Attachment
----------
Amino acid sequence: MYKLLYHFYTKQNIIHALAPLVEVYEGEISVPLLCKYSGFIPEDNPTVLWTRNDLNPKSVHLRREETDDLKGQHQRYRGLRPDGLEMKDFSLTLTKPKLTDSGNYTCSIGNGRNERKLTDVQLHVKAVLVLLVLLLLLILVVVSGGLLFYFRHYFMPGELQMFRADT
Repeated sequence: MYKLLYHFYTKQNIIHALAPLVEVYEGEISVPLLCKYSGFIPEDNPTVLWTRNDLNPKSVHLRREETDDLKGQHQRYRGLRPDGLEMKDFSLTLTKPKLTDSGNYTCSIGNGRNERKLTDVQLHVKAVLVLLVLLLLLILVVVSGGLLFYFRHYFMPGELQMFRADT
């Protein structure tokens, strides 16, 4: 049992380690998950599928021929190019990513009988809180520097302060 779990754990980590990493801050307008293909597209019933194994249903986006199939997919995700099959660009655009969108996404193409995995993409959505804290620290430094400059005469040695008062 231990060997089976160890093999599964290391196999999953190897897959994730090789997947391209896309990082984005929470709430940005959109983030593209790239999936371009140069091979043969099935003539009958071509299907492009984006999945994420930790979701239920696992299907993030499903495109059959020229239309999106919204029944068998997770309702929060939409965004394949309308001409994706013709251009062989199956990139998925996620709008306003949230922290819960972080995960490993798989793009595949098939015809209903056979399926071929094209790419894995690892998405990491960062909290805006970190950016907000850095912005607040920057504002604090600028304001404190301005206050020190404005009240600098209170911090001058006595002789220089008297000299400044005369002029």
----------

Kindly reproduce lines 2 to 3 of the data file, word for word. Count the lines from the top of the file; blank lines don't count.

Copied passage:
Repeated sequence: MYKLLYHFYTKQNIIHALAPLVEVYEGEISVPLLCKYSGFIPEDNPTVLWTRNDLNPKSVHLRREETDDLKGQHQRYRGLRPDGLEMKDFSLTLTKPKLTDSGNYTCSIGNGRNERKLTDVQLHVKAVLVLLVLLLLLILVVVSGGLLFYFRHYFMPGELQMFRADT
């Protein structure tokens, strides 16, 4: 049992380690998950599928021929190019990513009988809180520097302060 779990754990980590990493801050307008293909597209019933194994249903986006199939997919995700099959660009655009969108996404193409995995993409959505804290620290430094400059005469040695008062 231990060997089976160890093999599964290391196999999953190897897959994730090789997947391209896309990082984005929470709430940005959109983030593209790239999936371009140069091979043969099935003539009958071509299907492009984006999945994420930790979701239920696992299907993030499903495109059959020229239309999106919204029944068998997770309702929060939409965004394949309308001409994706013709251009062989199956990139998925996620709008306003949230922290819960972080995960490993798989793009595949098939015809209903056979399926071929094209790419894995690892998405990491960062909290805006970190950016907000850095912005607040920057504002604090600028304001404190301005206050020190404005009240600098209170911090001058006595002789220089008297000299400044005369002029």